Volume through decomposition
Sal finds the volume of an irregular 3D figure by breaking the figure into 2 rectangular prisms and finding the volume of each part.
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- imagine using khan academy in 2022,(plz up vote my comment so every one can see it, thanks)(51 votes)
- imagine cant be me(8 votes)
- very helpful very help very helpful (please up vote so peeps see:)(28 votes)
- I freaked out when I got an irregular shape homework but after I watched this video, I did perfectly on it. Before the video, I thought that I had to add the numbers together but when I watched the video, I understood that I had to break the irregular shapes apart and multiply the length,width, and height to get the volume and add both of the shape’s volume to get the answer.(21 votes)
- i still don't understand it will someone please help me?(13 votes)
Sometimes you want to know how much space a 3d shape takes up. Now maybe you know how to figure out how much space a box takes up, or a pyramid, or a cylinder or something - but then somebody gives you some weird L-shaped thing! What do you do?
Well, you can look at the weird object, and realize that it's kind of like if you stuck two boxes together. And if you can figure out how big those boxes are, you can just figure out their volumes, add those volumes together, and you've got the volume of the bigger object.
It's about taking a big problem and breaking it into smaller problems that you can solve easier.(9 votes)
- Does the order I multiply the width, height and depth matter to find the volume?(10 votes)
- No, the order of multiplication of width, height, and depth does not matter, because multiplication is commutative and associative.
Have a blessed, wonderful day!(10 votes)
- If common sense is so common, why do so few people have it?(9 votes)
- How do you measure how many people have common sense? I assume you are interpolating from what you think common sense means. The other issue is that we are often a reactionary people rather than a proactive people. Reactions often go aganist common sense while proactive uses more common sense.(8 votes)
- i dont understand this stuff its really hard(10 votes)
- just multiply length times height and widith(6 votes)
- I still don't get it and why so many steps.(8 votes)
- What I'm doing is multiplying the length, width, and height of the two forms (it may be one). I'll find the volume by doing this. Next I'll add both the volumes together and find the volume of the irregular form.(6 votes)
- I don't understand. But after the video I understand it a little(10 votes)
- I do not know what you are talking about can you help me more because I am only in 4th grade so I do not know this at all(7 votes)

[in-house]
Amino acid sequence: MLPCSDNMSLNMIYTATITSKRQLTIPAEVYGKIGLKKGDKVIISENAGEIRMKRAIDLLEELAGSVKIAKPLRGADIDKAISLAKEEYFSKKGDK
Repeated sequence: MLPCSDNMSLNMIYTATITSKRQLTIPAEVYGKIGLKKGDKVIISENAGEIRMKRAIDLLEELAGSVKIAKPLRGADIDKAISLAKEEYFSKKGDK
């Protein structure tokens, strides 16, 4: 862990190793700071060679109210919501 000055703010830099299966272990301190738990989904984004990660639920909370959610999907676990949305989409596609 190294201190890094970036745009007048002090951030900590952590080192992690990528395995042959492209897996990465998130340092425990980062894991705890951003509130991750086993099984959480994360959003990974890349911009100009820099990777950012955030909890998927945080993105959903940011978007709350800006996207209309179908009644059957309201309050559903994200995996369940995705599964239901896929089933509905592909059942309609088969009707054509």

- [Voiceover] Let's see if we can figure out the volume of this figure over here. They've given us some of the dimensions. We see this side over here is two centimeters, this is seven centimeters, this is 12 centimeters, this is five centimeters, this is three centimeters. And so like always, pause this video and see if you can figure it out. Well there's a bunch of ways to do this, but the way I'd like to do it is just to break it up into two rectangular prisms. So what I'm gonna do is, in fact most of the reasonable ways to do this would be to break it up into two rectangular prisms, and the ones that jump out at me is one prism like this that is three centimeters wide, five centimeters high, and then it is seven centimeters long, or seven centimeters deep. So this one right over here. And if this part right over here was transparent you would see it look just like this. You would see it look just like this. And so this one once again, it is three centimeters wide, seven centimeters long. So this distance right over here is going to be the same as this distance right over here. So seven centimeters long. So the width times the length times the height is five centimeters. Gets us to, let's see. Three times seven is 21, times five is equal to, 20 times five is 100, one times five is five. So it's going to be 105. We can say 105 cubic centimeters, cause you have centimeters times centimeters times centimeters. So this blue part right over here, this blue rectangular prism, has a volume of 105 cubic centimeters. So now we can separately figure out the volume of what I'm now highlighting in this magenta color. What I'm highlighting in this magenta color. If this was transparent, you would see this part back over here and right over here. So what are its dimensions? Well, we know its height is two centimeters, we know that this dimension right over here, I guess you could say its depth, we could call it that, is seven centimeters. But what is this right over here? If we want to consider this, maybe it's length, or maybe it's width, depending on what we want to call it. Well, let's see, this whole thing is 12 centimeters, from here to here is 12 centimeters, and we know that from here to here is three centimeters, so this piece right over here must be nine centimeters. So that must be nine centimeters, is this distance right over here. So the volume of this magenta part is going to be nine centimeters times seven centimers times the height, times two centimeters. Which is going to get us, let's see, nine times seven is 63, 63 times two is equal to, 60 times two is 120, three times two is six, so it's 126 cubic centimeters. So the total volume of the entire thing is going to be the volume of the magenta stuff, which is 126 cubic centimeters, plus the volume of the blue stuff, plus 105 cubic centimeters. And that's going to give us, for the entire figure, six plus five is 11, so one plus two is three, that's really one ten plus two tens is three tens. And then 100 plus 100 is 200, so we get 231 cubic centimeters is the volume of the entire thing. Fascinating.